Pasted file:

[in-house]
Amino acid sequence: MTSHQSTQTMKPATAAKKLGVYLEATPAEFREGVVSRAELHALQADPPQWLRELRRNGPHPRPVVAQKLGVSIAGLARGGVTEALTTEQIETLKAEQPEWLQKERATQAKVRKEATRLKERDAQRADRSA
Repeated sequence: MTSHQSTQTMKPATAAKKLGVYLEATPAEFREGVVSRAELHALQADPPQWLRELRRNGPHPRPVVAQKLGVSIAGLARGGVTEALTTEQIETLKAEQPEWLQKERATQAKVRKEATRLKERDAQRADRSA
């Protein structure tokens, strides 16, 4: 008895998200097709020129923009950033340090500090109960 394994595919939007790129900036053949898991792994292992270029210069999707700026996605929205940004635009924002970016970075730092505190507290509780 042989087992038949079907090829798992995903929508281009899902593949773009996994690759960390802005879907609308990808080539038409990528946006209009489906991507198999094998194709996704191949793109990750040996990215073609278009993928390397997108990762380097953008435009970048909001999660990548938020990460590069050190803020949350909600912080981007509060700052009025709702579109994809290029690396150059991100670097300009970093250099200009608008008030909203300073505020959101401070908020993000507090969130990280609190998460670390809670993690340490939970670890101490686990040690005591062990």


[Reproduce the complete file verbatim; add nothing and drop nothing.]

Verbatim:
[in-house]
Amino acid sequence: MTSHQSTQTMKPATAAKKLGVYLEATPAEFREGVVSRAELHALQADPPQWLRELRRNGPHPRPVVAQKLGVSIAGLARGGVTEALTTEQIETLKAEQPEWLQKERATQAKVRKEATRLKERDAQRADRSA
Repeated sequence: MTSHQSTQTMKPATAAKKLGVYLEATPAEFREGVVSRAELHALQADPPQWLRELRRNGPHPRPVVAQKLGVSIAGLARGGVTEALTTEQIETLKAEQPEWLQKERATQAKVRKEATRLKERDAQRADRSA
């Protein structure tokens, strides 16, 4: 008895998200097709020129923009950033340090500090109960 394994595919939007790129900036053949898991792994292992270029210069999707700026996605929205940004635009924002970016970075730092505190507290509780 042989087992038949079907090829798992995903929508281009899902593949773009996994690759960390802005879907609308990808080539038409990528946006209009489906991507198999094998194709996704191949793109990750040996990215073609278009993928390397997108990762380097953008435009970048909001999660990548938020990460590069050190803020949350909600912080981007509060700052009025709702579109994809290029690396150059991100670097300009970093250099200009608008008030909203300073505020959101401070908020993000507090969130990280609190998460670390809670993690340490939970670890101490686990040690005591062990």